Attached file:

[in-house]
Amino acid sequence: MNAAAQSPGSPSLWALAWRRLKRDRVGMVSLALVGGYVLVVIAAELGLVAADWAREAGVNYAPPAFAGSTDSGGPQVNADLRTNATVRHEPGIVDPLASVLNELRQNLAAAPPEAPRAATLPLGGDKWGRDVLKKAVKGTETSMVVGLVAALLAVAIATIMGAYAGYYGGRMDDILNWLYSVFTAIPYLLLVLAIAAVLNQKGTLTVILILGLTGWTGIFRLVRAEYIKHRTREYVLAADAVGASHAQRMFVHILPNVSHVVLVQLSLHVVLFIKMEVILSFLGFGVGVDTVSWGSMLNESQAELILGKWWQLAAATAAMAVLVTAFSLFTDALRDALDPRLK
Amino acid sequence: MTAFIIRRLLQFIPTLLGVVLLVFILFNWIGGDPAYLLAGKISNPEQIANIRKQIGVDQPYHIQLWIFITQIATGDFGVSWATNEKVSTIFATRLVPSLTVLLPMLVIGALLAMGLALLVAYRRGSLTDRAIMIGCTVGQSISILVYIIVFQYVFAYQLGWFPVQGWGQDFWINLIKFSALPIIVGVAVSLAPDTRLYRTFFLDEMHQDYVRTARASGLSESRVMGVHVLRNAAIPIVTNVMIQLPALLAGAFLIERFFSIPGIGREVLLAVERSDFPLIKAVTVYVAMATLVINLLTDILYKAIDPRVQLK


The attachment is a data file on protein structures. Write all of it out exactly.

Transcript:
[in-house]
Amino acid sequence: MNAAAQSPGSPSLWALAWRRLKRDRVGMVSLALVGGYVLVVIAAELGLVAADWAREAGVNYAPPAFAGSTDSGGPQVNADLRTNATVRHEPGIVDPLASVLNELRQNLAAAPPEAPRAATLPLGGDKWGRDVLKKAVKGTETSMVVGLVAALLAVAIATIMGAYAGYYGGRMDDILNWLYSVFTAIPYLLLVLAIAAVLNQKGTLTVILILGLTGWTGIFRLVRAEYIKHRTREYVLAADAVGASHAQRMFVHILPNVSHVVLVQLSLHVVLFIKMEVILSFLGFGVGVDTVSWGSMLNESQAELILGKWWQLAAATAAMAVLVTAFSLFTDALRDALDPRLK
Amino acid sequence: MTAFIIRRLLQFIPTLLGVVLLVFILFNWIGGDPAYLLAGKISNPEQIANIRKQIGVDQPYHIQLWIFITQIATGDFGVSWATNEKVSTIFATRLVPSLTVLLPMLVIGALLAMGLALLVAYRRGSLTDRAIMIGCTVGQSISILVYIIVFQYVFAYQLGWFPVQGWGQDFWINLIKFSALPIIVGVAVSLAPDTRLYRTFFLDEMHQDYVRTARASGLSESRVMGVHVLRNAAIPIVTNVMIQLPALLAGAFLIERFFSIPGIGREVLLAVERSDFPLIKAVTVYVAMATLVINLLTDILYKAIDPRVQLK